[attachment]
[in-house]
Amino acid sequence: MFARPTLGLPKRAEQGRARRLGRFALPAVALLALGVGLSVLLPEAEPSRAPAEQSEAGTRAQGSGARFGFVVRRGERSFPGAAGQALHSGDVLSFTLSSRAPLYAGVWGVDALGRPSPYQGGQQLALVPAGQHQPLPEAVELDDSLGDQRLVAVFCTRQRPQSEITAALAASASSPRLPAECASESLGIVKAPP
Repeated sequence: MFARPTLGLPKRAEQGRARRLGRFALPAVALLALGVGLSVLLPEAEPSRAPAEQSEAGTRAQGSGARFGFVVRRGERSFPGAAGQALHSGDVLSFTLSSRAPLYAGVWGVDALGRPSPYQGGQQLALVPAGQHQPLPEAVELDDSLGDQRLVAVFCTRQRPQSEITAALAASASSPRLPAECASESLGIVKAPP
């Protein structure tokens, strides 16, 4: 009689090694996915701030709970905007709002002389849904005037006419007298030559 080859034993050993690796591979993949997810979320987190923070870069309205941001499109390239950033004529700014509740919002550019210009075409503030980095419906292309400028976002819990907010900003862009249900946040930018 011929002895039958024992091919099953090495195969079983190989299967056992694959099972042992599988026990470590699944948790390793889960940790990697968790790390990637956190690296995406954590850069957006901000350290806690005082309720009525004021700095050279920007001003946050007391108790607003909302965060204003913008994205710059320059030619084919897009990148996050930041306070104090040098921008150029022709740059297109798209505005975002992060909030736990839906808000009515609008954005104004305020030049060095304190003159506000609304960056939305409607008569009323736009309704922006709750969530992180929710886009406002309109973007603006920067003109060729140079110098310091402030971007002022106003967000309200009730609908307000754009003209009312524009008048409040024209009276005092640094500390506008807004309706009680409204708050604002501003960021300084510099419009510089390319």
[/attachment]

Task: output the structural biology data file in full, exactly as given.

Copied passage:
[in-house]
Amino acid sequence: MFARPTLGLPKRAEQGRARRLGRFALPAVALLALGVGLSVLLPEAEPSRAPAEQSEAGTRAQGSGARFGFVVRRGERSFPGAAGQALHSGDVLSFTLSSRAPLYAGVWGVDALGRPSPYQGGQQLALVPAGQHQPLPEAVELDDSLGDQRLVAVFCTRQRPQSEITAALAASASSPRLPAECASESLGIVKAPP
Repeated sequence: MFARPTLGLPKRAEQGRARRLGRFALPAVALLALGVGLSVLLPEAEPSRAPAEQSEAGTRAQGSGARFGFVVRRGERSFPGAAGQALHSGDVLSFTLSSRAPLYAGVWGVDALGRPSPYQGGQQLALVPAGQHQPLPEAVELDDSLGDQRLVAVFCTRQRPQSEITAALAASASSPRLPAECASESLGIVKAPP
């Protein structure tokens, strides 16, 4: 009689090694996915701030709970905007709002002389849904005037006419007298030559 080859034993050993690796591979993949997810979320987190923070870069309205941001499109390239950033004529700014509740919002550019210009075409503030980095419906292309400028976002819990907010900003862009249900946040930018 011929002895039958024992091919099953090495195969079983190989299967056992694959099972042992599988026990470590699944948790390793889960940790990697968790790390990637956190690296995406954590850069957006901000350290806690005082309720009525004021700095050279920007001003946050007391108790607003909302965060204003913008994205710059320059030619084919897009990148996050930041306070104090040098921008150029022709740059297109798209505005975002992060909030736990839906808000009515609008954005104004305020030049060095304190003159506000609304960056939305409607008569009323736009309704922006709750969530992180929710886009406002309109973007603006920067003109060729140079110098310091402030971007002022106003967000309200009730609908307000754009003209009312524009008048409040024209009276005092640094500390506008807004309706009680409204708050604002501003960021300084510099419009510089390319």